Positive thinking sounds useful on the surface. (Most of us would prefer to be positive rather than negative.) But “positive thinking” is also a soft and fluffy term that is easy to dismiss. In the real world, it rarely carries the same weight as words like “work ethic” or “persistence.” However, those views may be changing.
Psychologists, doctors and psychiatrists are beginning to reveal that positive thinking is about much more than just being happy or displaying an upbeat attitude. Positive thoughts can actually create real value in your life and help you build skills that last much longer than a smile.
The impact of positive thinking on your work, your health, and your life is being studied by people who are much smarter than me. Positive Psychologists around the world study a positive psychology and have released information that provides surprising insights about positive thinking and its impact on your skills.
Have you ever stopped to consider what negative thoughts do you your brain?
Let’s say that you’re walking through the forest and suddenly a bear steps onto the path ahead of you. When this happens, your brain registers a negative emotion — in this case, fear.
Researchers have long known that negative emotions actually take control of your brain to do something. When that bear crosses your path, for example, you run. The rest of the world doesn’t matter. You are focused entirely on the bear, the fear it creates, and how you can get away from it.
In other words, negative emotions narrow your mind and control the focus of your thoughts. At that same moment, you might have the option to climb a tree, pick up a leaf, or grab a stick — but your brain ignores all of those options because they seem irrelevant when a bear is standing in front of you.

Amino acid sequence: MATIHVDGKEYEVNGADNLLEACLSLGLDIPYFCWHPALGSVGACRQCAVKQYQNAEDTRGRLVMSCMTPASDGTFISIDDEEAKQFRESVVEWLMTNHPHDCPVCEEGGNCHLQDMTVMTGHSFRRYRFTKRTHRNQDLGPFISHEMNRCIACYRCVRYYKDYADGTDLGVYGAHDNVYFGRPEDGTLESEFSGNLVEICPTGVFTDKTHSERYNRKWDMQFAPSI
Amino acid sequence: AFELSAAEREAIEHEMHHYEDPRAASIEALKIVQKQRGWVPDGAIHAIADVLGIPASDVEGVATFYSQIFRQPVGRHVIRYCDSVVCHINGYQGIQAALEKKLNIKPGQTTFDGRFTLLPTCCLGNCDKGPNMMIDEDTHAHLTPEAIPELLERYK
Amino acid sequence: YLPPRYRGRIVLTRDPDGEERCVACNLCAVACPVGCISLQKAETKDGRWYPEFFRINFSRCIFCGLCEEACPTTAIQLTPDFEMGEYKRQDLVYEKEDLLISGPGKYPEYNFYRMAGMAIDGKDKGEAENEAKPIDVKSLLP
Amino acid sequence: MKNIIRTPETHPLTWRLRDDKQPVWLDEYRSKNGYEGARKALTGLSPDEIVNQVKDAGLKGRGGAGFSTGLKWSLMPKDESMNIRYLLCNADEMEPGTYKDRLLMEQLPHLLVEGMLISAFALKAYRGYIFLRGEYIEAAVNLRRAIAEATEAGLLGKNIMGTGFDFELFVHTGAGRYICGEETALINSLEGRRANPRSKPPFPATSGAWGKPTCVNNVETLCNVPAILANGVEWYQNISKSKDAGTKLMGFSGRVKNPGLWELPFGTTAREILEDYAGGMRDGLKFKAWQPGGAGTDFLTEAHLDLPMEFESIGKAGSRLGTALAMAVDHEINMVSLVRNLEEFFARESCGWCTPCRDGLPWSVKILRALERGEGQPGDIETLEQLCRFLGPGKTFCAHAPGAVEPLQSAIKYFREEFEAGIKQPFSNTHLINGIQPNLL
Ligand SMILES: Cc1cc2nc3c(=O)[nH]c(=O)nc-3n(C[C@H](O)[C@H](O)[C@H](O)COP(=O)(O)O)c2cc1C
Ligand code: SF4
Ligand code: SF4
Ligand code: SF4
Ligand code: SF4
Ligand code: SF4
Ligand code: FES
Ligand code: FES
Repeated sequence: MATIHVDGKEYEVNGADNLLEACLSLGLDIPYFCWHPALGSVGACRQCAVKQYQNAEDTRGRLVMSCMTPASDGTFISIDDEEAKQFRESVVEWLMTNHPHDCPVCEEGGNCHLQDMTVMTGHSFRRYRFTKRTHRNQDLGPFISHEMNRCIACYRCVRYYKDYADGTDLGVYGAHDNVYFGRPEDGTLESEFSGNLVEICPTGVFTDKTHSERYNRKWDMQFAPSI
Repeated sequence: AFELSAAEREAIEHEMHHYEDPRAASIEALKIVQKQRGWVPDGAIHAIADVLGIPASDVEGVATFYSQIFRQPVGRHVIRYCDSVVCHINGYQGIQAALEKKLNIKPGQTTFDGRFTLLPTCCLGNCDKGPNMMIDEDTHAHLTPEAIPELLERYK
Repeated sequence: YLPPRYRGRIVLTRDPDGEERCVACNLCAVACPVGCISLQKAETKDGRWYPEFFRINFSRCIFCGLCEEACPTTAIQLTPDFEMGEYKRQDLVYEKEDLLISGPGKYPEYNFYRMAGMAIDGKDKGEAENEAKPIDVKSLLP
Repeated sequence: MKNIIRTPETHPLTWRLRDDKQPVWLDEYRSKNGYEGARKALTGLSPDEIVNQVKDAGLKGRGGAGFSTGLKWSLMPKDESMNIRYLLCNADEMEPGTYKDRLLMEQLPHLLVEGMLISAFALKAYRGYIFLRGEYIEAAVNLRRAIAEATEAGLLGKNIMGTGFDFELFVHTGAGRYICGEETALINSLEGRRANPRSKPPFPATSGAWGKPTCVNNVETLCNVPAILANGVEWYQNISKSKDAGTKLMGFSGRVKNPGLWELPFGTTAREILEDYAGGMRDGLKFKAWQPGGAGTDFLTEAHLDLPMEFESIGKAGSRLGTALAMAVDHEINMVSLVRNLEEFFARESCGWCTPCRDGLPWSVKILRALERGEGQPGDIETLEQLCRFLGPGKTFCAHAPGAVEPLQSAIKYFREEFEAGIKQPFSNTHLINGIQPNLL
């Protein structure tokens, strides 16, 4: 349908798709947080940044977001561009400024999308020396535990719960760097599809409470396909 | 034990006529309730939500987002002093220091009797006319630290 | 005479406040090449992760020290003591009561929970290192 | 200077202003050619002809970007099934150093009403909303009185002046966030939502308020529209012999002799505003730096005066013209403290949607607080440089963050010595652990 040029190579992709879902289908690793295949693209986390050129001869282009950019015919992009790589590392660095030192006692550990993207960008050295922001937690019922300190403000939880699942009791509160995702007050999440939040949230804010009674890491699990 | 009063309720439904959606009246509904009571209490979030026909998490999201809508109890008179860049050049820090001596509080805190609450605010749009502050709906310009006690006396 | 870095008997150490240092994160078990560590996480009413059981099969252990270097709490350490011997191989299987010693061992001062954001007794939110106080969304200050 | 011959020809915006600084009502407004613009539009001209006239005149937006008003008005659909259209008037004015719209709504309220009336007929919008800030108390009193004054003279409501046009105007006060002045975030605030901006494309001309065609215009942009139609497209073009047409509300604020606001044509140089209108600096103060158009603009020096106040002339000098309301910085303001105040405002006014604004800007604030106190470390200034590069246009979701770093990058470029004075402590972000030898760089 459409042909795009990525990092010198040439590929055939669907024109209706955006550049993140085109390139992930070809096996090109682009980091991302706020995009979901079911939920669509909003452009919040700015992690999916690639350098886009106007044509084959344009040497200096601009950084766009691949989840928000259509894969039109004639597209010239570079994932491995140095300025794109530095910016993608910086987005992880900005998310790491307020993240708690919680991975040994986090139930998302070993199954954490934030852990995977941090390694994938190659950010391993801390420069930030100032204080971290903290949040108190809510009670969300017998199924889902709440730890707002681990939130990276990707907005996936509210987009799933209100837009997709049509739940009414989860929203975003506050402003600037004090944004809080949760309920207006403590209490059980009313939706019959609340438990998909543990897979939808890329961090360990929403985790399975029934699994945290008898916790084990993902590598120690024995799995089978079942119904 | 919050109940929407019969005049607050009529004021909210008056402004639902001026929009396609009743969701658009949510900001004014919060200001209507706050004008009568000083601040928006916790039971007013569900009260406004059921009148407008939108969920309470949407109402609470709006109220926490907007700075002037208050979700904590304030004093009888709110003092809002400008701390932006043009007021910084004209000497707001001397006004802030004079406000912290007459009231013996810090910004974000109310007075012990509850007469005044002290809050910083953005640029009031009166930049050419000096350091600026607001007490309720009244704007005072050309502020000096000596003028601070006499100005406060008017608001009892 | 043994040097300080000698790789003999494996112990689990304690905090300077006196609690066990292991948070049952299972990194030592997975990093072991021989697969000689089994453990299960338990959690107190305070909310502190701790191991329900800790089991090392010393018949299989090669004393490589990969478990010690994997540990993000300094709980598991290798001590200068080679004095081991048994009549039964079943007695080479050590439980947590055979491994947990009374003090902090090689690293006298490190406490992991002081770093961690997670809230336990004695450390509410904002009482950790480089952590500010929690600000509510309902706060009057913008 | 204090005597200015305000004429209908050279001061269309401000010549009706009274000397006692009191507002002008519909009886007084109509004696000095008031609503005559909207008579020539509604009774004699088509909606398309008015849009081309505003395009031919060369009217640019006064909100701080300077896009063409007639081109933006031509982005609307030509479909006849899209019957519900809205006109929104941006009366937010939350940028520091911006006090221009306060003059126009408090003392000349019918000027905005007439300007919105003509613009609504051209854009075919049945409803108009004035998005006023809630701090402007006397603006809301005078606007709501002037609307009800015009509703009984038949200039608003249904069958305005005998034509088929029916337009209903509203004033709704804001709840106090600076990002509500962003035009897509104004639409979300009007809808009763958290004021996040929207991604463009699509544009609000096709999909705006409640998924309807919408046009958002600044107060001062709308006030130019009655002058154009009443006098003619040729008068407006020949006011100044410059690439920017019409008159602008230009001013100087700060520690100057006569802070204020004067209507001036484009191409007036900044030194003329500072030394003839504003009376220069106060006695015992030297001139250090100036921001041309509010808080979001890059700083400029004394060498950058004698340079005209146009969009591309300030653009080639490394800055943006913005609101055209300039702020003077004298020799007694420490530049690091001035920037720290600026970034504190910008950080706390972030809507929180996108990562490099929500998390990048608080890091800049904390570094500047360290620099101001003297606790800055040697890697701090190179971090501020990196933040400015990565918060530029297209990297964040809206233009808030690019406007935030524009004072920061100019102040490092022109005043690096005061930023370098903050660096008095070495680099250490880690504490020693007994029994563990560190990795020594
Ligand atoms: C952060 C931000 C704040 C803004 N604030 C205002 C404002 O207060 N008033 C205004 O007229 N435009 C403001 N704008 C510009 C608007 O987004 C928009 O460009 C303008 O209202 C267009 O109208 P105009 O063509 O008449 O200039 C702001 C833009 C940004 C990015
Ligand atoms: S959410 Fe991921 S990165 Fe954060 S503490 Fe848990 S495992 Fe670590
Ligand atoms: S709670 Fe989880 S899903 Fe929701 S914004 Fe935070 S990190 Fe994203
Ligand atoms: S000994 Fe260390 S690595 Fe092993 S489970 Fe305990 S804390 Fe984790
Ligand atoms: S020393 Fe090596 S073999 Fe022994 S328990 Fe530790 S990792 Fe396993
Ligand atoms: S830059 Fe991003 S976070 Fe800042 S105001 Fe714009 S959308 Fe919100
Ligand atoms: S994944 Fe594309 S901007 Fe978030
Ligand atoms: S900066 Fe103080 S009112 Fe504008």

This is a useful instinct if you’re trying to save life and limb, but in our modern society we don’t have to worry about stumbling across bears in the wilderness (Especially in South Africa). The problem is that your brain is still being controlled and programmed to respond to negative emotions in the same way every time you have a negative thought — by shutting off the outside world and limiting the options you see around you.
For example, when you’re in a fight with someone, your anger and emotion might consume you to the point where you can’t think about anything else. Or, when you are stressed out about everything you have to get done today, you may find it hard to actual start anything because you’re paralyzed by how long your to-do list has become. Or, if you feel bad about not exercising or not eating healthy, all you think about is how little willpower you have, how you’re lazy, and how you don’t have any motivation.
In each case, your brain closes off from the outside world and focuses on the negative emotions of fear, anger, and stress — just like it did with the bear. Negative emotions prevent your brain from seeing the other options and choices that surround you. It’s your survival instinct.
Now, let us look at the benefits of positive emotions. Interestingly enough, research shows that these emotions do not subside. In fact, the biggest benefit that positive emotions provide is an enhanced ability to build skills and develop resources for use later in life.
Let’s consider a real-world example.
A child who runs around outside, swinging on branches and playing with friends, develops the ability to move confidently (physical skills), the ability to play with others and communicate with a team (social skills), and the ability to explore the world around them (creative skills). In this way, the positive emotions of play and joy help to motivate the child to build skills that are useful and valuable in everyday life.
These skills last much longer than the emotions that initiated them. Years later, that foundation of athletic movement might develop into a scholarship as a college athlete or the communication skills may blossom into a job offer as a business manager. The happiness that promoted the exploration and creation of new skills has long since ended, but the skills themselves live on.
All of this research begs the most important question of all: If positive thinking is so useful for developing valuable skills and appreciating the big picture of life, how do you actually get yourself to be positive?
Join me for my next blog to find out!
Compiled by Olivia Guerini